New Jersey’s dual employment concept allows the Workers’ Compensation court to find that more than one entity is an employer.
When the only question on a motion for medical and/or temporary disability benefits is which employer or carrier is liable for benefits, the court rules allow the judge to order one employer to pay benefits without prejudice, subject to later reimbursement if another party is found liable.
Professional Employment Organizations must protect themselves by having clear guidelines and policies to establish the employees to which they will provide benefits.
During a recent court session, I witnessed a judge enter an order compelling a Professional Employment Organization (PEO) to pay benefits without prejudice for an employee who was in no way associated with the PEO, according to counsel. The attorney, obviously distraught, argued that the PEO was wrongly named in the action and had only recently formed a relationship with the actual employer. The business relationship did not exist during the alleged period of employment. The actual employer had not filed an answer to the claim petition and, thus, was not present in court. Regardless, the judge relied on a provision in the court rules which allowed him to order one employer—the PEO—to pay benefits without prejudice, subject to reimbursement, if the only question on the motion for benefits is who is the correct employer or carrier.
As the above scenario outlines, sometimes when a party does the right thing, it can still be punished by the court. The judge entered an order against the only party present in the action because the actual employer had not answered the claim petition. Based on the dual employment concept and this provision in the court rules, it is imperative that PEOs take necessary measures to protect themselves from potential unjust liability by taking steps to delineate to which employees they are responsible for paying benefits.
The dual employment concept allows the court to find more than one employer for the purposes of providing workers’ compensation benefits. Among other factors, the court can find an employer/employee relationship based on a contract of hire, payment of wages, right to direct and control work, and the ability to hire/fire/recall the employee. Sometimes when a PEO leases an employee to a client, these factors can lead the court to find that both the PEO and the client company could be employers for the purpose of providing benefits. But what happens if the client company hires an employee independent of the PEO and then does not provide that employee benefits? As seen in the scenario here, the judge will likely try to order the PEO to provide benefits to a person who was never its employee.
So how can PEOs best prepare themselves to defend against this situation, you ask. By making it very clear to whom they must provide benefits. Many times PEOs contract with a client company to provide healthcare benefits, payroll services, or another type of service. The PEO and the client company clearly have a business relationship, but the PEO must make it clear that the business relationship does not automatically lead to any of the client company employees being considered employees of the PEO. The PEO should make clear in the contract with a client company which employees it will cover for the purpose of benefits. It should outline how those employees are hired and what work activities fall under the client agreement. The PEO should keep a comprehensive list of employees leased to the client company. It should outline that employees not leased by the PEO are not covered for any benefits.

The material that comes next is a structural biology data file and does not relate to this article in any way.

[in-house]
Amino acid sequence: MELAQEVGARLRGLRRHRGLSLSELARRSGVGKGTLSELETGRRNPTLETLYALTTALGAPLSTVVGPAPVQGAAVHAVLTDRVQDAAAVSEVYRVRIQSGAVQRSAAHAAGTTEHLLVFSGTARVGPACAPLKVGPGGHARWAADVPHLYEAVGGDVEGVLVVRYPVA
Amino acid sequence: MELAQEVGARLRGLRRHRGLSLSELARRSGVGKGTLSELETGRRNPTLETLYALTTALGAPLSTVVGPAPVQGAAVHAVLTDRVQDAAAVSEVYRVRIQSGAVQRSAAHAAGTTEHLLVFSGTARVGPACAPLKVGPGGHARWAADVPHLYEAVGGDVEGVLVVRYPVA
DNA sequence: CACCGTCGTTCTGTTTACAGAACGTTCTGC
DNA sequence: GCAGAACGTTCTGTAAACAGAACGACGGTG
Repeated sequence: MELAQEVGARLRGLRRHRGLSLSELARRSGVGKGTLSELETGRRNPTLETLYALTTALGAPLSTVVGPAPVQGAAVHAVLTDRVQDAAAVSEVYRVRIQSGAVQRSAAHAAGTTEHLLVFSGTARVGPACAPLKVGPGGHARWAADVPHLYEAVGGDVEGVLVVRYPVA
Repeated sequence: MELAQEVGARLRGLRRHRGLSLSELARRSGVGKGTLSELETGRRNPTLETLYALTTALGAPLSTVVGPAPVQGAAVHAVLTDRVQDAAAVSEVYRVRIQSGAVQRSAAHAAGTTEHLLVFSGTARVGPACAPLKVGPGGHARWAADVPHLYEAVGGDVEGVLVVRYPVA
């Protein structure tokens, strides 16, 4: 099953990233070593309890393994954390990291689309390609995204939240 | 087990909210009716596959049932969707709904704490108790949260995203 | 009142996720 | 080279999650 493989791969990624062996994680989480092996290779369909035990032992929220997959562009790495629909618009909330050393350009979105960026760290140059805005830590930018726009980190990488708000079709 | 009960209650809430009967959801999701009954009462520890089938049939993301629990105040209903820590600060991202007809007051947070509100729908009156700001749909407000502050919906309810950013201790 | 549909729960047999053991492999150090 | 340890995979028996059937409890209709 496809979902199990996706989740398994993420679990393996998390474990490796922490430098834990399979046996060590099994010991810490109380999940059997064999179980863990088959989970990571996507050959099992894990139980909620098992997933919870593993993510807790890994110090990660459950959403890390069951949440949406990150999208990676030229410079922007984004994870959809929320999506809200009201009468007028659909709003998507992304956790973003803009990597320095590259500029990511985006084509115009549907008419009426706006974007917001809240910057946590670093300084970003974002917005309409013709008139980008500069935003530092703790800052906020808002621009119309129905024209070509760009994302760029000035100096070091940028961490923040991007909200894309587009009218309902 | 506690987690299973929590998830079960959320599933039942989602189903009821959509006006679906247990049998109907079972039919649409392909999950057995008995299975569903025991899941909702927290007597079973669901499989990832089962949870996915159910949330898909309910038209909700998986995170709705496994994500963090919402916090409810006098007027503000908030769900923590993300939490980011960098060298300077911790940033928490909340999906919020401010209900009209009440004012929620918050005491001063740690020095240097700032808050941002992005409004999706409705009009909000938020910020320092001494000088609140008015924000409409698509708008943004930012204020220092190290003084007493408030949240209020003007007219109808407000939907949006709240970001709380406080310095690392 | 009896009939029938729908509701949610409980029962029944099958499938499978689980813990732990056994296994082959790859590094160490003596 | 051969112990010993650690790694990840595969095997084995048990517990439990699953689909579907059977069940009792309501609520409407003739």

The judge will look at the above factors in determining who is an employer in a PEO/client company case. While the court rules still give the judge discretion to order a PEO to provide benefits without prejudice if there is a dispute as to who is the correct employer, providing the judge with answers to the above questions will make it much harder for the judge to order a PEO to provide benefits, if all of the factors weigh against the PEO as the employer. If we can provide the judge with a contract that states that only employees who have gone through the PEO employment process are covered, a provision in the contract noting that the PEO does not direct and control the activities of the onsite workers, and show a comprehensive list of all employees covered by the PEO, we will be in a much stronger position to argue against employment than if we simply say “this person is not an employee.”
The New Jersey Workers’ Compensation Act is to be interpreted broadly to provide injured workers with benefits. However, those benefits should come from the correct employer/carrier and PEOs can use the above tips to protect themselves from paying benefits to any employees independently hired by client companies.
Should you have any questions on this issue or how this may impact your business, please contact the following individuals: